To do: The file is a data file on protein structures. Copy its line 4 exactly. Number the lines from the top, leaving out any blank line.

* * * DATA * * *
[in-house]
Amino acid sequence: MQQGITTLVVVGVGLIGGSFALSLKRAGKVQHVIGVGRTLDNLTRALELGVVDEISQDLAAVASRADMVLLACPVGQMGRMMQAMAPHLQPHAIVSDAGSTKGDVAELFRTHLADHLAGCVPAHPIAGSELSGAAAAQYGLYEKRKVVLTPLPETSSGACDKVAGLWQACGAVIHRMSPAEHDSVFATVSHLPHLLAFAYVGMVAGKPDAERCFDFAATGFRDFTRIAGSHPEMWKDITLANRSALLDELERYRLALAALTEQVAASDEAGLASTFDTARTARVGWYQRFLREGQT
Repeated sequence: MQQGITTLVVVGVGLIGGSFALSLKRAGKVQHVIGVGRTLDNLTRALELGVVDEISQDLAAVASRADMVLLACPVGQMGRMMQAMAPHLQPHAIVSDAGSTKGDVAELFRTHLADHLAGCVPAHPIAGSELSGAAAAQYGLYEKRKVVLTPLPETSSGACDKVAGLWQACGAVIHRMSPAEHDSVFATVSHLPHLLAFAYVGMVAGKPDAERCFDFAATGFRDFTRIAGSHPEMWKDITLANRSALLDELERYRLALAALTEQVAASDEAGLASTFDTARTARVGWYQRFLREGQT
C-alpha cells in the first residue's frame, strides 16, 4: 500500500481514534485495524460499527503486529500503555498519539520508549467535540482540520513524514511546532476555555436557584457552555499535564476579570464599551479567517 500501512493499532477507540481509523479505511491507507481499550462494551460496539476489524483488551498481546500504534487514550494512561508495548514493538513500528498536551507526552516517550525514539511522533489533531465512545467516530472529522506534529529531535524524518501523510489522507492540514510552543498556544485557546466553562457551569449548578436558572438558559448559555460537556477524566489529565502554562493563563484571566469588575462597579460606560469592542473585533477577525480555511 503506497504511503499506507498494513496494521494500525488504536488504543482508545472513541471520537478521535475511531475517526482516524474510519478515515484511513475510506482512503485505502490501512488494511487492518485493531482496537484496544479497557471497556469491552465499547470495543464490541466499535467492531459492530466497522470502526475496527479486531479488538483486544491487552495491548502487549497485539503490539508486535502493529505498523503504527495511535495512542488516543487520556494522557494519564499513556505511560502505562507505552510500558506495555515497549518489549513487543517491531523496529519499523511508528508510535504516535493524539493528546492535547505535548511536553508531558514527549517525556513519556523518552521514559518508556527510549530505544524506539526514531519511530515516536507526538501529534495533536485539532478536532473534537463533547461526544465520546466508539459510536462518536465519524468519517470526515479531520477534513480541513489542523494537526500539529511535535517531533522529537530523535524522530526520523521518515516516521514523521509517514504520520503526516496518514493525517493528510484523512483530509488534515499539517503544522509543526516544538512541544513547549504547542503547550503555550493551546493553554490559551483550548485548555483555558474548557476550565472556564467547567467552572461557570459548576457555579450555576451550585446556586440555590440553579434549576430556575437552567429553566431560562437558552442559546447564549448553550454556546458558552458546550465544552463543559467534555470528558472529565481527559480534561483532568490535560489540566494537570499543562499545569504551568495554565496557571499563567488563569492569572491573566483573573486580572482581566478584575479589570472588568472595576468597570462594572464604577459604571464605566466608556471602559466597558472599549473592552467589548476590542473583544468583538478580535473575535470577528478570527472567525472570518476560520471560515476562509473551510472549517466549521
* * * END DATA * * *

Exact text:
C-alpha cells in the first residue's frame, strides 16, 4: 500500500481514534485495524460499527503486529500503555498519539520508549467535540482540520513524514511546532476555555436557584457552555499535564476579570464599551479567517 500501512493499532477507540481509523479505511491507507481499550462494551460496539476489524483488551498481546500504534487514550494512561508495548514493538513500528498536551507526552516517550525514539511522533489533531465512545467516530472529522506534529529531535524524518501523510489522507492540514510552543498556544485557546466553562457551569449548578436558572438558559448559555460537556477524566489529565502554562493563563484571566469588575462597579460606560469592542473585533477577525480555511 503506497504511503499506507498494513496494521494500525488504536488504543482508545472513541471520537478521535475511531475517526482516524474510519478515515484511513475510506482512503485505502490501512488494511487492518485493531482496537484496544479497557471497556469491552465499547470495543464490541466499535467492531459492530466497522470502526475496527479486531479488538483486544491487552495491548502487549497485539503490539508486535502493529505498523503504527495511535495512542488516543487520556494522557494519564499513556505511560502505562507505552510500558506495555515497549518489549513487543517491531523496529519499523511508528508510535504516535493524539493528546492535547505535548511536553508531558514527549517525556513519556523518552521514559518508556527510549530505544524506539526514531519511530515516536507526538501529534495533536485539532478536532473534537463533547461526544465520546466508539459510536462518536465519524468519517470526515479531520477534513480541513489542523494537526500539529511535535517531533522529537530523535524522530526520523521518515516516521514523521509517514504520520503526516496518514493525517493528510484523512483530509488534515499539517503544522509543526516544538512541544513547549504547542503547550503555550493551546493553554490559551483550548485548555483555558474548557476550565472556564467547567467552572461557570459548576457555579450555576451550585446556586440555590440553579434549576430556575437552567429553566431560562437558552442559546447564549448553550454556546458558552458546550465544552463543559467534555470528558472529565481527559480534561483532568490535560489540566494537570499543562499545569504551568495554565496557571499563567488563569492569572491573566483573573486580572482581566478584575479589570472588568472595576468597570462594572464604577459604571464605566466608556471602559466597558472599549473592552467589548476590542473583544468583538478580535473575535470577528478570527472567525472570518476560520471560515476562509473551510472549517466549521